1950s Lanvin suit and blouse pattern - Vogue 1104
Vogue 1104 by Lanvin (1950) Image via the Vintage Patterns Wiki.

Here’s a closer look at Norman Parkinson’s photo of the late Bettina in Paris:

Bettina Graziani in Lanvin at Paris' Tuileries Metro station, 1950
Vogue 1104 by Lanvin, Vogue, May 1950. Model: Bettina. Photo: Norman Parkinson.

Richard Rutledge also photographed Vogue 1107, a formal dress with asymmetrically draped cowl neck and overskirt. The magazine caption reads, “Lanvin’s afternoon and little-dinner dress with an overskirt. The underline, slim, simple; the attached overskirt, fuller, drawn high on one side. One sided too, the cowl neckline. Below it here, a curved spray of embroidery, such as you might add, if you like.” The original was black flat crêpe:

1950s Lanvin dress pattern - Vogue 1107
Vogue 1107 by Lanvin (1950) Image via the Vintage Patterns Wiki.

The design shown in colour at the top of this post, Vogue 1120, is a button-front dress with draped bias sleeves and skirt with draped detail created by pleats and darts. Vogue called the design a “late-day coat-dress”:

1950s Lanvin dress pattern - Vogue 1120
Vogue 1120 by Lanvin (1950) Image via the Vintage Patterns Wiki.

Vogue 1122 is a bias, wrap-front dress with raised neckline and sleeve variations. A zipper closure is concealed under the right front, and there’s a single, almond-shaped pocket on the right hip:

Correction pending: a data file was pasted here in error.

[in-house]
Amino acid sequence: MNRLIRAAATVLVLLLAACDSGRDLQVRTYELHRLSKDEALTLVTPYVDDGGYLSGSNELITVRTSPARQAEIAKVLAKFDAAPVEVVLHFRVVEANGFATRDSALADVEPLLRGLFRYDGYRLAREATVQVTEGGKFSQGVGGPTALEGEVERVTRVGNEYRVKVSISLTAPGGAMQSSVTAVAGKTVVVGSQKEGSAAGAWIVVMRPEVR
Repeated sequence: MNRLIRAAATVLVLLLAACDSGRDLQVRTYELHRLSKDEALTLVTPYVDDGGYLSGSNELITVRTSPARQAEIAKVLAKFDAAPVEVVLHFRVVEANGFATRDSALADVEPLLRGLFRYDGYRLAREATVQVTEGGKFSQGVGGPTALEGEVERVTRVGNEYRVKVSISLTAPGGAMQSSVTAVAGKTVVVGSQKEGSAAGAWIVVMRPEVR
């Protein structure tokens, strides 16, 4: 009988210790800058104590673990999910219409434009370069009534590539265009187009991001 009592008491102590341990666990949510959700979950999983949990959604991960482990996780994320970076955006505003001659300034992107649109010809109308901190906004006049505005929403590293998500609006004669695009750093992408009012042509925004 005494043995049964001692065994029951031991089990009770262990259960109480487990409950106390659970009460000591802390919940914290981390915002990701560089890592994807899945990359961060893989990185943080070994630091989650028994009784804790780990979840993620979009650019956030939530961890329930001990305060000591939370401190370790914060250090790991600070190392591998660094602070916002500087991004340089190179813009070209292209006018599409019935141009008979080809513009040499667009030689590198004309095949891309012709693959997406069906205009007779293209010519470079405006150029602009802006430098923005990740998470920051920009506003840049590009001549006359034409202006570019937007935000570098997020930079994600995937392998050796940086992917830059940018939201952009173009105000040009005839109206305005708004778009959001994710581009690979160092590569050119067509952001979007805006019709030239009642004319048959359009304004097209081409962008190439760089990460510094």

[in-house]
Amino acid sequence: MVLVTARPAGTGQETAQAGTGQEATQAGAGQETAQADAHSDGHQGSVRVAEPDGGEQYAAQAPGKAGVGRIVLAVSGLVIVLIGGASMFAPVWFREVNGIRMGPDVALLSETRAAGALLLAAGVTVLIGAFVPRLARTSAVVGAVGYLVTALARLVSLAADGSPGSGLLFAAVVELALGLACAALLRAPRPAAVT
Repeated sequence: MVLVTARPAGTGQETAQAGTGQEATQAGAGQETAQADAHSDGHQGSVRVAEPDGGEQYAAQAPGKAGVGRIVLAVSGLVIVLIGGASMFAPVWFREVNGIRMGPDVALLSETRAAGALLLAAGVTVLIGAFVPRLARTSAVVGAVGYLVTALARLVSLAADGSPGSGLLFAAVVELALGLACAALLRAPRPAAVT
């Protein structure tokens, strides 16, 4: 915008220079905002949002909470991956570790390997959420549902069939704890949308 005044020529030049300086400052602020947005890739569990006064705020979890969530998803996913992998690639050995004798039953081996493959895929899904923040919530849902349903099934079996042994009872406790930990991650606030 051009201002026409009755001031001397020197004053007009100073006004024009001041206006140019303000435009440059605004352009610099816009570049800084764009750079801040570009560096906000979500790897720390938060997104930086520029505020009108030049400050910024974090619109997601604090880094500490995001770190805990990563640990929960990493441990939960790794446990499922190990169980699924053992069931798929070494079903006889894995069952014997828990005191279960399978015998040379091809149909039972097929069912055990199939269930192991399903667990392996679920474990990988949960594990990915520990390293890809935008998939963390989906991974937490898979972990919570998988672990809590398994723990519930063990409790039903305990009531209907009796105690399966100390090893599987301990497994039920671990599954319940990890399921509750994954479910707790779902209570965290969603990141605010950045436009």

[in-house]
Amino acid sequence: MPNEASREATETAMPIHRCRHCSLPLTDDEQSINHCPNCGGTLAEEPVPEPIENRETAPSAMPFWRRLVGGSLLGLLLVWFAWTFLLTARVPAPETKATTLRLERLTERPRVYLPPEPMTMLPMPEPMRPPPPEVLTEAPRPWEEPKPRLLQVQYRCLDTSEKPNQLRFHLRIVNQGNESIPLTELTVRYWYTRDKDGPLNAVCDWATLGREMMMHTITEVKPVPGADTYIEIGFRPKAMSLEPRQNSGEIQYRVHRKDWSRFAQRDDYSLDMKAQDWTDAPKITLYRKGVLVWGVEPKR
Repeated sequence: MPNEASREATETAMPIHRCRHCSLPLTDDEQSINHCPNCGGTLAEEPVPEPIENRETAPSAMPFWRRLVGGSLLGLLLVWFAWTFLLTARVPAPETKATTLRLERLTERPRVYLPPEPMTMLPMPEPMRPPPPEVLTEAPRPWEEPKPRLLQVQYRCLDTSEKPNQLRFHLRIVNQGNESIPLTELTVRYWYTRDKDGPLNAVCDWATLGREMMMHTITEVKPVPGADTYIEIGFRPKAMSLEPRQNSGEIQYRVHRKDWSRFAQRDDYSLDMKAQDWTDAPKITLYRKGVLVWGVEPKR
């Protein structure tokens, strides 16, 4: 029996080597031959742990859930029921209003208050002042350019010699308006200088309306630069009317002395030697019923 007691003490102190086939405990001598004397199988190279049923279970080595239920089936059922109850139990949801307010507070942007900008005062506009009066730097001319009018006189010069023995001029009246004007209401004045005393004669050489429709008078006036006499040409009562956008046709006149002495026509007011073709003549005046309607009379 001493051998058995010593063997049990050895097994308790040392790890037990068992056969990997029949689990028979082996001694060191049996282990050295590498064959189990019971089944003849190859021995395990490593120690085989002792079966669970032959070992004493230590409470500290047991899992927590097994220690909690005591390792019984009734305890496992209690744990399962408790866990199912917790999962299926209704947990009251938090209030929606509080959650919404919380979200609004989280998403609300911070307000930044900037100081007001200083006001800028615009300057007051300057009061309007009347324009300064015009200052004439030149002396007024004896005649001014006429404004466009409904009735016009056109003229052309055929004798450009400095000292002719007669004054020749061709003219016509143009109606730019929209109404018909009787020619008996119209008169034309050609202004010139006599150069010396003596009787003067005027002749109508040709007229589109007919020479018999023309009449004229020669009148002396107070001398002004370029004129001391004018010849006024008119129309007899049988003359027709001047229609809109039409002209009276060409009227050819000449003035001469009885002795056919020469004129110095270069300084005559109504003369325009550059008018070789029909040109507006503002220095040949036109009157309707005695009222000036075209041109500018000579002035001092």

1950s Lanvin dress pattern - Vogue 1122
Vogue 1122 by Lanvin (1950) Image via the Vintage Patterns Wiki.

Instead of the envelope’s location shot, Vogue published a studio photo of the dress:

Lanvin dress pattern Vogue 1122 photographed for Vogue by Richard Rutledge, 1951
Vogue 1122 by Lanvin, Vogue, January 1951. Photo: Richard Rutledge.

Marie-Blanche de Polignac ended her directorship of Lanvin with the Fall 1950 couture; Antonio del Castillo’s first collection for Lanvin was the Spring 1951 couture, and during his tenure the house became known as Lanvin-Castillo. But some 1951 patterns still say Lanvin and not Lanvin-Castillo—such as Vogue 1139, an ensemble consisting of a slim dress and cropped, bloused jacket. Henry Clarke photographed Anne Gunning in the shantung original for a May 1951 issue of Vogue magazine:

1950s Lanvin pattern - Vogue 1139
Vogue 1139 by Lanvin (1951) Image via eBay.
Anne Gunning in Lanvin ensemble Vogue 1139 photographed by Henry Clarke
Vogue 1139 by Lanvin, Vogue, May 1951. Photo: Henry Clarke.

Next in the series: Antonio del Castillo’s Vogue Paris Originals.

Lanvin at 125: Jeanne Lanvin

Lanvin 125: 1889-2014
Lanvin anniversary logo. Image: WWD.

Lanvin celebrated its 125th anniversary this year. Founded in 1889 by Jeanne Lanvin, the house marked the occasion with an extensive look into its archives on InstagramPinterest, Facebook, and the new Lanvin Heritage website. (See WWD’s article here.) In 2015, Paris’ Palais Galliera will host a major exhibition devoted to Jeanne Lanvin.

1920s Lanvin hand embroidery